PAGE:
Warren Buffett Wins $1 Million Bet, but is a Single Asset Class Really Enough?


To much fanfare, Warren Buffett made a $1 million bet with an active manager in 2007 that a blue chip stock index fund would outperform a basket of hedge funds over the subsequent 10-year period. Armed with the Vanguard 500 Index Fund, the 'Oracle of Omaha' wound up whipping his rival's hand-picked lineup of alternatives by gaining 94% versus 24%, according to the Associated Press.2

The wager's lore continues to shine as index fund enthusiasts keep pointing to it as another example of active management's failure to deliver oversized returns over the longer haul. At the same time, Buffett's big bet has also raised awareness of a key portfolio allocation question — one that IFA's wealth advisors are often asked to address. It goes along the lines of:

"Is putting all of our money into a passively managed fund primarily focused on a single asset class — like large-cap U.S. stocks — really going to be enough to meet our long-term financial goals?"

The interactive chart below shows return patterns of different benchmarks compared to a range of various IFA Index Portfolios. The key word here is 'portfolio.' Instead of simply using a single benchmark to cover, say large-cap domestic stocks, such full-fledged portfolios are constructed by our investment committee to passively cover six major asset classes (including 15 different sub-asset classes) across 45 countries. 

The idea isn't novel. The roots of IFA's portfolio designs trace back to research by Harry Markowitz. His pioneering work led to development of what's known today as Modern Portfolio Theory, which studies the effects of asset risk, correlation and diversification on expected investment portfolio returns. In 1990, he was awarded a Nobel Prize along with two other academics whose findings also have influenced our investment process -- Merton Miller and William Sharpe. 

According to studies by such investing luminaries (including Eugene Fama), a wealth of academic evidence points to the benefits of building portfolios along the so-called efficient frontier. In short, Markowitz and others have shown that 'betting the ranch' on a single — or even relatively small — group of securities and asset classes increases an investment's exposure to risk.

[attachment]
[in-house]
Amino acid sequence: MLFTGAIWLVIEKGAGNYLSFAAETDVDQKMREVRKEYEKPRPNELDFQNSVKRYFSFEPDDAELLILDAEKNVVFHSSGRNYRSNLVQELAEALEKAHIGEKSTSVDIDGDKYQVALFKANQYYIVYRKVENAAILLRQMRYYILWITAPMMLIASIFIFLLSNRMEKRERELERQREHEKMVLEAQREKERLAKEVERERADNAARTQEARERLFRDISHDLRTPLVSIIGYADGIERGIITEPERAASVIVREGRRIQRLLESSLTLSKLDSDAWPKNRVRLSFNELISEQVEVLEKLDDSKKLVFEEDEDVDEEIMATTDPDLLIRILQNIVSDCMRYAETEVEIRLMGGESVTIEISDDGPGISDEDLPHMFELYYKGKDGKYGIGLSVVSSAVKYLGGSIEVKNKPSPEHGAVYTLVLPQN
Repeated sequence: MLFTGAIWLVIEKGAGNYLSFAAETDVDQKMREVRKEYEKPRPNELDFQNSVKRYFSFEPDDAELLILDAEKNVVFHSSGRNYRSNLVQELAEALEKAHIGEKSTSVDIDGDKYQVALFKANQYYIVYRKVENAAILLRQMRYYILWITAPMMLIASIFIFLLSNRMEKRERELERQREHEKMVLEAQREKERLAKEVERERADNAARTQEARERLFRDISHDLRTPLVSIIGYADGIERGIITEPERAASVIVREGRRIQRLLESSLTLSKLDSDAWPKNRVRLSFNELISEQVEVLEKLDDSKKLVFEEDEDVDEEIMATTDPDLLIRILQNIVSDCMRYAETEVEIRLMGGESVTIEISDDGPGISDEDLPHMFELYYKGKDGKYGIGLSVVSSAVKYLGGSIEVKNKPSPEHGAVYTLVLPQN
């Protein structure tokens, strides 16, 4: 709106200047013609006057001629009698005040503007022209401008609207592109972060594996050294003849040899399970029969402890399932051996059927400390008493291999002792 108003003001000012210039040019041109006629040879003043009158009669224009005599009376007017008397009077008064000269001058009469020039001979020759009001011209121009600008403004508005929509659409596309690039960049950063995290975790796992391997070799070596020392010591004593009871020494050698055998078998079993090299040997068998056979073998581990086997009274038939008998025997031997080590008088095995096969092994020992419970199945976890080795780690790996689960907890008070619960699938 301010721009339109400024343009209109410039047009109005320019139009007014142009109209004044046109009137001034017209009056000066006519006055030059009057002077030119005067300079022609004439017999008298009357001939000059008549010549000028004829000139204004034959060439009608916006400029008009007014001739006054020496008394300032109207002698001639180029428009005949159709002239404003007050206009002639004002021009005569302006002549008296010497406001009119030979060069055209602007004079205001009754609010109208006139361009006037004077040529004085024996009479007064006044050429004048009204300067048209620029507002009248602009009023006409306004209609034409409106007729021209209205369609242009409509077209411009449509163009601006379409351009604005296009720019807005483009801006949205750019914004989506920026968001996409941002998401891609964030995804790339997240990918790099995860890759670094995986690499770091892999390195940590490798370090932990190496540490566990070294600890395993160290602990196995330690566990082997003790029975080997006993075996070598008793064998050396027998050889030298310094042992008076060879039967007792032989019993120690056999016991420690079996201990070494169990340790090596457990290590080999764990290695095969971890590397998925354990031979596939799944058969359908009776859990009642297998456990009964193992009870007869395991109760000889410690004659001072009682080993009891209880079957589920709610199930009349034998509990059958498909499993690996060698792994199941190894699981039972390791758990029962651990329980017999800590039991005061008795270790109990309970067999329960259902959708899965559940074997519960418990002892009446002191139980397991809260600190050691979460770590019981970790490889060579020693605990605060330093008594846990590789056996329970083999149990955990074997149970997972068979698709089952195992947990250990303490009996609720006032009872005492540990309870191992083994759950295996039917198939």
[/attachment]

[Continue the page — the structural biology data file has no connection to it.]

The table below illustrates how random returns can be across different types of assets. At times, annual rotations between leaders and laggards in stock asset classes have been extreme. Such data also suggests that different bond asset classes haven't been any less susceptible to big yearly swings, either. 

Now, throw into such an asset allocation dilemma the task of trying to pick and choose between countries. (See table below.) It's enough to make more narrowly focused investors reel from market whiplash, whether they're looking over a shorter or longer frame of time. 

A common measure of market risk is a mathematical formula called standard deviation. This is an important statistical tool in analyzing portfolios since traditional economic theory suggests that higher expected returns must be associated with higher risk. So even if a fund gains more over a certain period, our portfolio managers will consider how much excess risk was involved in order to achieve those increased returns. 

Let's take a closer look at the first chart above, starting with IFA Index Portfolio 100. It represents an all-stock allocation utilizing tilts to small and value companies across the U.S., international developed and emerging markets. As our portfolios of passively managed funds reduce exposure to stocks, bonds are added to the mix to lower overall portfolio volatility, thereby cushioning portfolios from a higher-risk profile. (For example, Portfolio 80 holds 20% in bonds and 80% in stocks.)   

Notice this graph compares returns against standard deviation. A pattern develops in which portfolios with greater returns (i.e., a higher percentage of stocks) come with greater risk. As a result, we've created this particular analytical tool to enable our clients to hover their cursors over a particular portfolio to compare its results over different periods and various indexes. 

Another caveat worth considering is the impact of adding high-quality and shorter maturity bonds to an all-equity portfolio. On closer inspection of the Risk Return Scatter Plot at the top, you can see that portfolios in which bonds have been added produced less volatility with corresponding lower returns. 

How can you make sure what's the best combination of funds to use over time? A necessary first step in our asset allocation process is to take IFA's Risk Capacity Survey. It's designed to methodically assess how much risk a person really needs to be exposed to in order to meet his or her long-term financial goals. 


1.) The Associated Press, "Buffett wins $1M bet with hedge fund managers," Feb. 19, 2018.  

This is not to be construed as an offer, solicitation, recommendation, or endorsement of any particular security, product or service. There is no guarantee investment strategies will be successful. Investing involves risks, including possible loss of principal. IFA Index Portfolios are recommended based on investor's risk capacity, which considers their time horizon, attitude towards risk, net worth, income, and investment knowledge. Take the IFA Risk Capacity Survey  at to determine which index portfolio matches your risk capacity.